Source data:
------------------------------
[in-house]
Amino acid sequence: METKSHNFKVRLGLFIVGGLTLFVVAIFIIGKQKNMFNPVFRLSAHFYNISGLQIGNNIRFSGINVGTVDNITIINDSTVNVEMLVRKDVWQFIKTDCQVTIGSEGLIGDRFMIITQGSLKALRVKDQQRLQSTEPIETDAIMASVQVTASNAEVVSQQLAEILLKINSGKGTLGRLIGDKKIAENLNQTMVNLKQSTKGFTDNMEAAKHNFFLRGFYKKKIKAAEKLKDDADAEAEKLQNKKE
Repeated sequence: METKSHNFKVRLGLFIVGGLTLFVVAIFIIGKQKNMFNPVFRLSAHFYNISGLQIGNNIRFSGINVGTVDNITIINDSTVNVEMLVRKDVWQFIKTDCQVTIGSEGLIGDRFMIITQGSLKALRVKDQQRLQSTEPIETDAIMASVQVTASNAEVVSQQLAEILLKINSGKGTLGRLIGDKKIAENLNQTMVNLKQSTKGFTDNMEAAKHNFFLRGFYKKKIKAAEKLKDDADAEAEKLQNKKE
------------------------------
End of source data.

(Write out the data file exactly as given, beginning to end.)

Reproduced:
[in-house]
Amino acid sequence: METKSHNFKVRLGLFIVGGLTLFVVAIFIIGKQKNMFNPVFRLSAHFYNISGLQIGNNIRFSGINVGTVDNITIINDSTVNVEMLVRKDVWQFIKTDCQVTIGSEGLIGDRFMIITQGSLKALRVKDQQRLQSTEPIETDAIMASVQVTASNAEVVSQQLAEILLKINSGKGTLGRLIGDKKIAENLNQTMVNLKQSTKGFTDNMEAAKHNFFLRGFYKKKIKAAEKLKDDADAEAEKLQNKKE
Repeated sequence: METKSHNFKVRLGLFIVGGLTLFVVAIFIIGKQKNMFNPVFRLSAHFYNISGLQIGNNIRFSGINVGTVDNITIINDSTVNVEMLVRKDVWQFIKTDCQVTIGSEGLIGDRFMIITQGSLKALRVKDQQRLQSTEPIETDAIMASVQVTASNAEVVSQQLAEILLKINSGKGTLGRLIGDKKIAENLNQTMVNLKQSTKGFTDNMEAAKHNFFLRGFYKKKIKAAEKLKDDADAEAEKLQNKKE